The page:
Hershey, PA – A display of three DeSoto vehicles is currently on view at the AACA Museum, Inc. in Hershey, PA, through April 26, 2020. This display of cars, along with many other artifacts, is guest curated by the Colonial Chapter of the National DeSoto Club.
In 1928, the DeSoto was introduced by Chrysler as a mid-priced model meant to compete with Buick, Hudson, Oldsmobile, and Studebaker. This same year, Chrysler also finalized the purchase of Dodge Brothers, which included Dodge and Plymouth vehicles. This acquisition resulted in Chrysler having two mid-price vehicle offerings. For the 1929 model, there were 81,065 DeSoto automobiles produced; this single-year production record would stand until the Ford Falcon in 1960. The decline in sales began with a downturn in the economy in 1958, which impacted not just DeSoto, but all mid-priced vehicles across the board. Over two million vehicles were built during the lifetime of the marque, which remained in production until 1961.
What’s in a name?
When Walter P. Chrysler was searching for a name for his new car in, he wanted it to be strong. What was stronger than that of a Spanish conquistador? Hernando de Soto was the first documented European to see the mighty Mississippi River. He was an Adventurer. In fact, the name, Adventurer, was given to a model introduced in 1956.
DeSoto display vehicles
The three vehicles on view include a 1930 DeSoto Model CF Deluxe Sedan, a 1953 Desoto Firedome four-door sedan, and a 1960 DeSoto Fireflite.
The 1930 DeSoto Model CF (also known as “DeSoto Eight”) Deluxe Sedan is on loan from Diane Boettger. The DeSoto Eight was also the first eight-cylinder engine produced by the Chrysler Corporation. Desoto called it “the world’s lowest-priced straight eight” that promised customers “a vast reserve of power when you need it.” Affectionately known as “Ruthie,” this CF Sedan still sports its original interior seat and headliner upholstery, wood floor, and drivetrain. “Ruthie” has been in the Boettger family for over 25 years. Owned by Diane Boettger, cared for by Brian Boettger, and presented in memory of Steve Boettger.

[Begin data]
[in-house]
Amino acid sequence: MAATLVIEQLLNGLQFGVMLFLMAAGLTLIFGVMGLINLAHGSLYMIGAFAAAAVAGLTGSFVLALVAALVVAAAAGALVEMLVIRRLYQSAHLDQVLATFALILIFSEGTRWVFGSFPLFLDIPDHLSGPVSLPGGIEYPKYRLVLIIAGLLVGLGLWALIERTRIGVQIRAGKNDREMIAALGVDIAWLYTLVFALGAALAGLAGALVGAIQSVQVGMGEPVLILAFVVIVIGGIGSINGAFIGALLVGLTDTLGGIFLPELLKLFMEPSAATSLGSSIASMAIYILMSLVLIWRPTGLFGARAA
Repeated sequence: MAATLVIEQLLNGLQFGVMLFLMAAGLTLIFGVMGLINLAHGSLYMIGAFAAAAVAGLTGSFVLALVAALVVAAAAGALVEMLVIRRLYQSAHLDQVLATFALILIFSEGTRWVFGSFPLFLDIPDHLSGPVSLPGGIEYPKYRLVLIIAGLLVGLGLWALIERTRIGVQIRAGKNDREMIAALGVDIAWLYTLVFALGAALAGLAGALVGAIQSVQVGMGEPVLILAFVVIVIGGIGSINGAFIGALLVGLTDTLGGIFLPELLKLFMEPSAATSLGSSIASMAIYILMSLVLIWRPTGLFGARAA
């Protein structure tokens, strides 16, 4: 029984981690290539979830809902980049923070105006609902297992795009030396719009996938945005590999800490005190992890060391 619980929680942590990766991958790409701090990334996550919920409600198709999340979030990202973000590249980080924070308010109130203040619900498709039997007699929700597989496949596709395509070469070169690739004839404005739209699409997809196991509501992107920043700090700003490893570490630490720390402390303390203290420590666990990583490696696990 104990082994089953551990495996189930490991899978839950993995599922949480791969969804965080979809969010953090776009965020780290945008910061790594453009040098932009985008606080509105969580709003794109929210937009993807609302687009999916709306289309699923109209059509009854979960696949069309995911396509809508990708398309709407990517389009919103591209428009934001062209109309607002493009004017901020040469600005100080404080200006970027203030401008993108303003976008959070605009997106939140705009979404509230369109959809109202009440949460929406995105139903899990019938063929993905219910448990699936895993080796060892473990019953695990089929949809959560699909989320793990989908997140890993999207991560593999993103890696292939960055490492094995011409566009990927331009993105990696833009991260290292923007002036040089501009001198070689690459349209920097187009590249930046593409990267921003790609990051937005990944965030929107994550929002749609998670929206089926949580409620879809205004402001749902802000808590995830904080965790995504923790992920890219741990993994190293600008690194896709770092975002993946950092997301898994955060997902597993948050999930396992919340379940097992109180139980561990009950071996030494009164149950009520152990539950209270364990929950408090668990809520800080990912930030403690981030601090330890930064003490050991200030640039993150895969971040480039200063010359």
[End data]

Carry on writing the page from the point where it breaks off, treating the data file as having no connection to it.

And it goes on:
Frank and Lanette Peiffer acquired the 1953 DeSoto Firedome on view in 1993. After working on the car continuously for about eight years, it was awarded an AACA Senior Grand National in 2006. The exterior projects a sedate classy look with plenty of chrome and stainless, but not to excess. The interior complements the outward appearance with its wood grained dash and door appointments. The color scheme is known as Morocco Brown topped with Arizona Beige. There were 132,000 of these vehicles produced in 1953.
The 1960 DeSoto Fireflite is on loan from Steve Cooper of Levittown, PA. It was purchased in 1996 as mechanically sound with an amateur restoration (presentable but not show-worthy). It was enjoyed until late 1999 when a full restoration began. The restoration was completed by August 2001, and this car is shown with its original color scheme: Winterberry Red Poly and Shell White. It won Best in Class when it debuted at the National DeSoto Club Nations Show. Only two models were produced for the 1960 DeSoto model year: Fireflite (low level) and Adventurer (top-level). Six total body styles were offered: 2-door and 4-door hardtops and a 4-door sedan for both models.
This delightful display of all things DeSoto will continue through April 26, 2020, in the Williams-Clyne Gallery. This gallery was created as a changing exhibit space that allows the AACA Museum, Inc., to partner with automobile clubs by providing a space to exhibit their vehicles and tell their stories.
Visitors to the AACA Museum, Inc. from mid-November through April will also be able to enjoy our featured exhibit “Age of Aquarius: Cars of the Counterculture and Beyond.” This exhibit focuses on the many unique vehicles manufactured and marketed in America from about 1967 (the release of the musical Hair) through the early to mid-1970s and is sponsored by National Parts Depot. A lot of change was taking place in America during this era, and it manifested itself vividly in the cars produced in Detroit and beyond.